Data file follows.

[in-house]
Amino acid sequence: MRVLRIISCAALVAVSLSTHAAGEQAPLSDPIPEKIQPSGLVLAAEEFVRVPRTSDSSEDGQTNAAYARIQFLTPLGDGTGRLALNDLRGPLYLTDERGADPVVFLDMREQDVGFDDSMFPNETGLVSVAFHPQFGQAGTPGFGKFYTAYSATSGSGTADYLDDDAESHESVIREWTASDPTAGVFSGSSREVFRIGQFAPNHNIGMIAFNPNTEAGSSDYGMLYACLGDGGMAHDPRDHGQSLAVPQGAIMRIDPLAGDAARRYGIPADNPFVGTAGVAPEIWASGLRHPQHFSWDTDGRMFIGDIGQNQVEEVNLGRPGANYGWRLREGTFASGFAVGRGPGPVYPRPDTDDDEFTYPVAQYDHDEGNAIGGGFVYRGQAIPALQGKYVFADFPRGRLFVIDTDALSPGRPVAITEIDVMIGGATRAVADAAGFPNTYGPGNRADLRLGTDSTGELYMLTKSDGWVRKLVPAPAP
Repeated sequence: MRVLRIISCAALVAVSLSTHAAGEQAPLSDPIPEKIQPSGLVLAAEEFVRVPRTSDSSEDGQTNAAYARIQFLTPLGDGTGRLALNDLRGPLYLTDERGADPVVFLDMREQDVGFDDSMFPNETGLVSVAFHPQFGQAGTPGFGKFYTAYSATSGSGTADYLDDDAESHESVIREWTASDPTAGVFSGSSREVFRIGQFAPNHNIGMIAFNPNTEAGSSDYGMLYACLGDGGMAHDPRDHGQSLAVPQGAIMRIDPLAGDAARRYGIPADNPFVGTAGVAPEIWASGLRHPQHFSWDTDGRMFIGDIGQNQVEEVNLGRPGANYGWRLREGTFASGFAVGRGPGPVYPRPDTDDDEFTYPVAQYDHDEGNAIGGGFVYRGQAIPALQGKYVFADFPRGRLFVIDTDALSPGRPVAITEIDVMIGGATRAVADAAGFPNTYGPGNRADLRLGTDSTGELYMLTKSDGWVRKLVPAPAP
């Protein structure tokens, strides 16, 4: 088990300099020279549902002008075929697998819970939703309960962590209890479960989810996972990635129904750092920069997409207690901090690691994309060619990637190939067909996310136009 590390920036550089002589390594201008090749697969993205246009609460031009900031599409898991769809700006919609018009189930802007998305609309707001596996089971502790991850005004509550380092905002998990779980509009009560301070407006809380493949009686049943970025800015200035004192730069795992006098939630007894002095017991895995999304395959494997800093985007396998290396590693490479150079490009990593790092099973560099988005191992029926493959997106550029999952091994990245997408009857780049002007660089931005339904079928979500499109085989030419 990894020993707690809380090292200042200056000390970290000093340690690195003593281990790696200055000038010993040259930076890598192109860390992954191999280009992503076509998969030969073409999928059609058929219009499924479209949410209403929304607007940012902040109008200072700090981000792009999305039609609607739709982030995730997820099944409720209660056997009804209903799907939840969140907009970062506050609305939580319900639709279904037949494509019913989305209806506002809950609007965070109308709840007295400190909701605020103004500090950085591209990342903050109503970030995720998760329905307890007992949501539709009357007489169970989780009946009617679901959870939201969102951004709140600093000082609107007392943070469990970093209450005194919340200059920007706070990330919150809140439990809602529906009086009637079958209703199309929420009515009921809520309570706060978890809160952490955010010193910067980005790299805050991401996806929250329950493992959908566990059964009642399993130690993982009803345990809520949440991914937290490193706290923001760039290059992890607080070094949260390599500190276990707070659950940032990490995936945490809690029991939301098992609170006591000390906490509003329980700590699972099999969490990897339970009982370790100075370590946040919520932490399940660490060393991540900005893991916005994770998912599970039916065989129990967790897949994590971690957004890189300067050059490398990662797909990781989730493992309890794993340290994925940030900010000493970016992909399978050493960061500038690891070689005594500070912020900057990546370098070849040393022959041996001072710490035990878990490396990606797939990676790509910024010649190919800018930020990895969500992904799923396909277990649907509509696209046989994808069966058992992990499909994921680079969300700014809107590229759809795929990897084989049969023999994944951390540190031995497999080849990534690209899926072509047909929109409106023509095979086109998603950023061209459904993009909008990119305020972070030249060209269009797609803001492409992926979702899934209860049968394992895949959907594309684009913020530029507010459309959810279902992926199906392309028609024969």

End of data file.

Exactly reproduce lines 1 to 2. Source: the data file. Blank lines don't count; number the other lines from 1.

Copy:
[in-house]
Amino acid sequence: MRVLRIISCAALVAVSLSTHAAGEQAPLSDPIPEKIQPSGLVLAAEEFVRVPRTSDSSEDGQTNAAYARIQFLTPLGDGTGRLALNDLRGPLYLTDERGADPVVFLDMREQDVGFDDSMFPNETGLVSVAFHPQFGQAGTPGFGKFYTAYSATSGSGTADYLDDDAESHESVIREWTASDPTAGVFSGSSREVFRIGQFAPNHNIGMIAFNPNTEAGSSDYGMLYACLGDGGMAHDPRDHGQSLAVPQGAIMRIDPLAGDAARRYGIPADNPFVGTAGVAPEIWASGLRHPQHFSWDTDGRMFIGDIGQNQVEEVNLGRPGANYGWRLREGTFASGFAVGRGPGPVYPRPDTDDDEFTYPVAQYDHDEGNAIGGGFVYRGQAIPALQGKYVFADFPRGRLFVIDTDALSPGRPVAITEIDVMIGGATRAVADAAGFPNTYGPGNRADLRLGTDSTGELYMLTKSDGWVRKLVPAPAP